I'm reminded of my sociology and psychology professors warning against generalizing our social sciences to the third world. Even more ludicrous, the application of "humanist psychology" models to the third world makes about as much sense as sending Christmas trees to a starving nation. How could they, would they afford crime scene cleanup, even by me, Eddie Evans?
So what I write about here belongs to the United States, its various demographic, ethnic, social, and cultural groups.
When we speak of "preventing suicide" in the US, we need to clarify the big question: Should I ask him/her if she/he is thinking about suicide? My blog and crime scene cleanup school also has material related to suicide cleanup.
We might phrase it, "What's on your mind?". "You've been noticeably different and I hear you saying things that worry me." Whatever it takes to get this issue out in the open, do it. If the subject does indeed contemplate suicide, nobody will stop them once their goal has become part of their big plan.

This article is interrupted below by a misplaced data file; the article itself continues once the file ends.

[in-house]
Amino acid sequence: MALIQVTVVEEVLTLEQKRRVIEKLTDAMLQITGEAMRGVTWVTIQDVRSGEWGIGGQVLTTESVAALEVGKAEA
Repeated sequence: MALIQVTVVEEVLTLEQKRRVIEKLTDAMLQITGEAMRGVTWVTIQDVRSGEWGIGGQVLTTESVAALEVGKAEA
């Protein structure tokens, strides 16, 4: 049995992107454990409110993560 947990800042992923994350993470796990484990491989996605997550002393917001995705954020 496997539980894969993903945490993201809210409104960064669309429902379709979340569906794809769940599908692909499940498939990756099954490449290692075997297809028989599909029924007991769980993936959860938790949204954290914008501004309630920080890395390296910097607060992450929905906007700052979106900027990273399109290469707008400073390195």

Still, we never know when intervention will change their plans. The truth about suicide is that counseling seldom works as well as environmental changes. To change behavior and attitude, change environment. Be that as it may, ensure that a Arkansas suicide prevention telephone number becomes available, in any case.
Look at these venerable seven risk factors for suicide by alcoholics (Murphy' 1992 research, quoted in COMPREHENSIVE TEXTBOOK OF SUICIDOLOOGY, Ronald W. Maris, Alan L. Berfman, Morton M. Silverman, page 370)
At risk alcoholics drink heavily (a form of suicide itself), may have a major depressive disorder, little or no social support (one of seven types of alienation), unemployment (definitely a strong motivator in a strong work ethic person), living alone (elderly), suicidal thoughts or communication, and serious medical illness. Seek help for Arkansas residents fitting this profile if appropriate.
So many of these indicators point to older white men that we should expect their numbers to reflect the highest incidence of suicide, and they do. We would expect loneliness, hopelessness, and poor health as motivators for suicide in this population. Alcohol and drug abuse play a lesser role, although depression may operate as a motivator.